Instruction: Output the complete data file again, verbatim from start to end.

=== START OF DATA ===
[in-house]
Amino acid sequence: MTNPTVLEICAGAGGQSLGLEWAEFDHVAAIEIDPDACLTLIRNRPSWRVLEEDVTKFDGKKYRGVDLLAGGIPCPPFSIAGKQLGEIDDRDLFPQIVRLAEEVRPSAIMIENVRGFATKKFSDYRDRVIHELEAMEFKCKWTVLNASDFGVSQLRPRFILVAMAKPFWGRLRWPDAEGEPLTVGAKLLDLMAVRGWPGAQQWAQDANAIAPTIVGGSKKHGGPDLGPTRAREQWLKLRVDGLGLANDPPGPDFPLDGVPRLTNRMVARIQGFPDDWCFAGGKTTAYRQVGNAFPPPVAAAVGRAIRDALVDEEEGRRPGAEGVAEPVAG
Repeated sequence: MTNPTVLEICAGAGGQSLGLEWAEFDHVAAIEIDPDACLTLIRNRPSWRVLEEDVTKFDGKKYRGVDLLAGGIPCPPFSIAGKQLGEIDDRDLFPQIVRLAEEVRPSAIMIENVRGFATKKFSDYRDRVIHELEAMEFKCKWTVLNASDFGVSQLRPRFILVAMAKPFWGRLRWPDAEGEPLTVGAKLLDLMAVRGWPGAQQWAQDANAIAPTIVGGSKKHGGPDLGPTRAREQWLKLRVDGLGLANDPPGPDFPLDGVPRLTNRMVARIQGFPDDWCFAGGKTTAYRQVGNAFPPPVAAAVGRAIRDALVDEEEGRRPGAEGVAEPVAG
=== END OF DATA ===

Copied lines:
[in-house]
Amino acid sequence: MTNPTVLEICAGAGGQSLGLEWAEFDHVAAIEIDPDACLTLIRNRPSWRVLEEDVTKFDGKKYRGVDLLAGGIPCPPFSIAGKQLGEIDDRDLFPQIVRLAEEVRPSAIMIENVRGFATKKFSDYRDRVIHELEAMEFKCKWTVLNASDFGVSQLRPRFILVAMAKPFWGRLRWPDAEGEPLTVGAKLLDLMAVRGWPGAQQWAQDANAIAPTIVGGSKKHGGPDLGPTRAREQWLKLRVDGLGLANDPPGPDFPLDGVPRLTNRMVARIQGFPDDWCFAGGKTTAYRQVGNAFPPPVAAAVGRAIRDALVDEEEGRRPGAEGVAEPVAG
Repeated sequence: MTNPTVLEICAGAGGQSLGLEWAEFDHVAAIEIDPDACLTLIRNRPSWRVLEEDVTKFDGKKYRGVDLLAGGIPCPPFSIAGKQLGEIDDRDLFPQIVRLAEEVRPSAIMIENVRGFATKKFSDYRDRVIHELEAMEFKCKWTVLNASDFGVSQLRPRFILVAMAKPFWGRLRWPDAEGEPLTVGAKLLDLMAVRGWPGAQQWAQDANAIAPTIVGGSKKHGGPDLGPTRAREQWLKLRVDGLGLANDPPGPDFPLDGVPRLTNRMVARIQGFPDDWCFAGGKTTAYRQVGNAFPPPVAAAVGRAIRDALVDEEEGRRPGAEGVAEPVAG